Like so many New Yorkers, I clearly remember where I was on that crisp, clear morning of September 11th, 2001.
And while more than a decade has now passed, the memory of that tragic day is still fresh in our minds. The sorrow and the pain that we felt are still with us.
More than 3,000 people died on September 11th, many of whom lived within my Senate district and in the districts of my neighboring Senate colleagues. I attended two to three funerals a day in the weeks following those horrific attacks, and I will never forget the strength and courage of the families of those who perished. Their loss is felt every day, but never more so than on this day.
And as we pause to reflect on those who were lost, we also must remember that in the difficult days after the attacks, millions of New Yorkers -- and indeed all Americans -- cast aside their differences and stood as one, united in grief, compassion and resolve.
I’m often asked how we can best honor the memory of those who died on 9/11, including the firefighters, police officers and EMTs who rushed into the burning World Trade Center in a desperate attempt to save lives. My answer is simple: By volunteering your time and energy to help others in your community. Whether it's joining a volunteer fire department, paying a visit to a local veterans' hospital, or simply by donating blood, you can help make a real difference in the lives of people who are in need.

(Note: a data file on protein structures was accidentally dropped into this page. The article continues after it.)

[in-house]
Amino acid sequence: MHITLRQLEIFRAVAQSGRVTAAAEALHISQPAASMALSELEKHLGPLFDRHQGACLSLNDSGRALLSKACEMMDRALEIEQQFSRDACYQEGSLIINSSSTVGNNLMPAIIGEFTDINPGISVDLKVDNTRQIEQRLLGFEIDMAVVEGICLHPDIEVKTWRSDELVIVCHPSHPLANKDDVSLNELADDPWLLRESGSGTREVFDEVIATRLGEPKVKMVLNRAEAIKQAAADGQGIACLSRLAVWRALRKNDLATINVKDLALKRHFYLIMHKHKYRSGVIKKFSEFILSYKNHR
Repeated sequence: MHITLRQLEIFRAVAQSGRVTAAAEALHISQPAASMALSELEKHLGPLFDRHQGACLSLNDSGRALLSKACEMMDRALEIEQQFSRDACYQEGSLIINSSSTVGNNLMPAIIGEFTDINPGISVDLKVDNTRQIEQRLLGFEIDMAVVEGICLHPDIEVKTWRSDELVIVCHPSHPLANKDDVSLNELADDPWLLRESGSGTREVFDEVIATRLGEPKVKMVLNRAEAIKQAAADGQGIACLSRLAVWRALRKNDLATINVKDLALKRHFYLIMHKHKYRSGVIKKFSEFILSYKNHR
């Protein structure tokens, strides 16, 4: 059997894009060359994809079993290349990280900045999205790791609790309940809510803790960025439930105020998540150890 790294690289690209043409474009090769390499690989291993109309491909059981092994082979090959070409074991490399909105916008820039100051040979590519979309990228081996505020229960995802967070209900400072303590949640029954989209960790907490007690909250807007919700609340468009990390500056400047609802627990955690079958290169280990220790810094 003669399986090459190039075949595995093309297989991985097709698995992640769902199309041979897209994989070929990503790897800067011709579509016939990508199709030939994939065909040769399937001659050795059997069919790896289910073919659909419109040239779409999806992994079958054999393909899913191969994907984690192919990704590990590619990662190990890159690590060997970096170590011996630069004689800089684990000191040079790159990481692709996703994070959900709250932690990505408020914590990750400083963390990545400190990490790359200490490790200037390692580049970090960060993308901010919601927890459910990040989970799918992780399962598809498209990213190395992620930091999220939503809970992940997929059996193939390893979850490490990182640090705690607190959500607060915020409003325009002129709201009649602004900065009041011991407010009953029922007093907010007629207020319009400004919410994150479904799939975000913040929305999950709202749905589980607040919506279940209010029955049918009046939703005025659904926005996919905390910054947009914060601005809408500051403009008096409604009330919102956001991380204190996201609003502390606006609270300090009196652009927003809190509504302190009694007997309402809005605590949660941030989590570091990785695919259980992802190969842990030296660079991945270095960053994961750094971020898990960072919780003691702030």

I also encourage you to attend one of the many September 11th memorial commemorations that are taking place in communities across the state, and to continue your strong support for our nation's armed services -- the courageous, young men and women who are defending our freedom at home and abroad.
I hope you will join me in remembering and honoring the lives of those who were lost on that tragic day, and in continuing to demonstrate that we remain the strongest, most compassionate and most resilient nation in the world.
Thank you, and God Bless America today, tomorrow and always.
Joseph A. Griffo